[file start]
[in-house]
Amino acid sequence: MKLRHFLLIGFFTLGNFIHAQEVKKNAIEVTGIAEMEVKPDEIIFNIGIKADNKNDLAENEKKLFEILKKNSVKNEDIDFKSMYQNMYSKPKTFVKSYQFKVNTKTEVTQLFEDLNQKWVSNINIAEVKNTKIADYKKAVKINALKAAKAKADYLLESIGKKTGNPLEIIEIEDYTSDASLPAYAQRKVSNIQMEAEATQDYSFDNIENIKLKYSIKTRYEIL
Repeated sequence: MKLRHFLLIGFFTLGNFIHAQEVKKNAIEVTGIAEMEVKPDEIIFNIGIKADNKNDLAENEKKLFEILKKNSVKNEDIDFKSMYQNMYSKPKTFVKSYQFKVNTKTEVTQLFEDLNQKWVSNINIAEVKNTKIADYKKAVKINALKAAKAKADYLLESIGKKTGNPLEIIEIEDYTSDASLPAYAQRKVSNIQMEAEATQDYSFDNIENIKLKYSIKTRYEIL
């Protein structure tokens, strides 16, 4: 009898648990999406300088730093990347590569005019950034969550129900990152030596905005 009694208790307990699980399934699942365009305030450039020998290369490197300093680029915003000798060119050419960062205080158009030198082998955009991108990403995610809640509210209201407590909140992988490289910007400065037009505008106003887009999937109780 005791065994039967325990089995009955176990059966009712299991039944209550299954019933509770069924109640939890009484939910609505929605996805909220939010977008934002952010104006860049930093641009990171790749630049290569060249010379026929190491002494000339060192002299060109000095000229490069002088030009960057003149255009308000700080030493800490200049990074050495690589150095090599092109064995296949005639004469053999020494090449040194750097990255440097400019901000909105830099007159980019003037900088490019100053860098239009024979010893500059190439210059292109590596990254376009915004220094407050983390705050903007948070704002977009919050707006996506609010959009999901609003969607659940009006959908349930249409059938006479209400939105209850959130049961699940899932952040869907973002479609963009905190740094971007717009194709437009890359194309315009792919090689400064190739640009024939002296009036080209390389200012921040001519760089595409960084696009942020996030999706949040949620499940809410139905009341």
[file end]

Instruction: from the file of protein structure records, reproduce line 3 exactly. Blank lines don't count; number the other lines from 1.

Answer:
Repeated sequence: MKLRHFLLIGFFTLGNFIHAQEVKKNAIEVTGIAEMEVKPDEIIFNIGIKADNKNDLAENEKKLFEILKKNSVKNEDIDFKSMYQNMYSKPKTFVKSYQFKVNTKTEVTQLFEDLNQKWVSNINIAEVKNTKIADYKKAVKINALKAAKAKADYLLESIGKKTGNPLEIIEIEDYTSDASLPAYAQRKVSNIQMEAEATQDYSFDNIENIKLKYSIKTRYEIL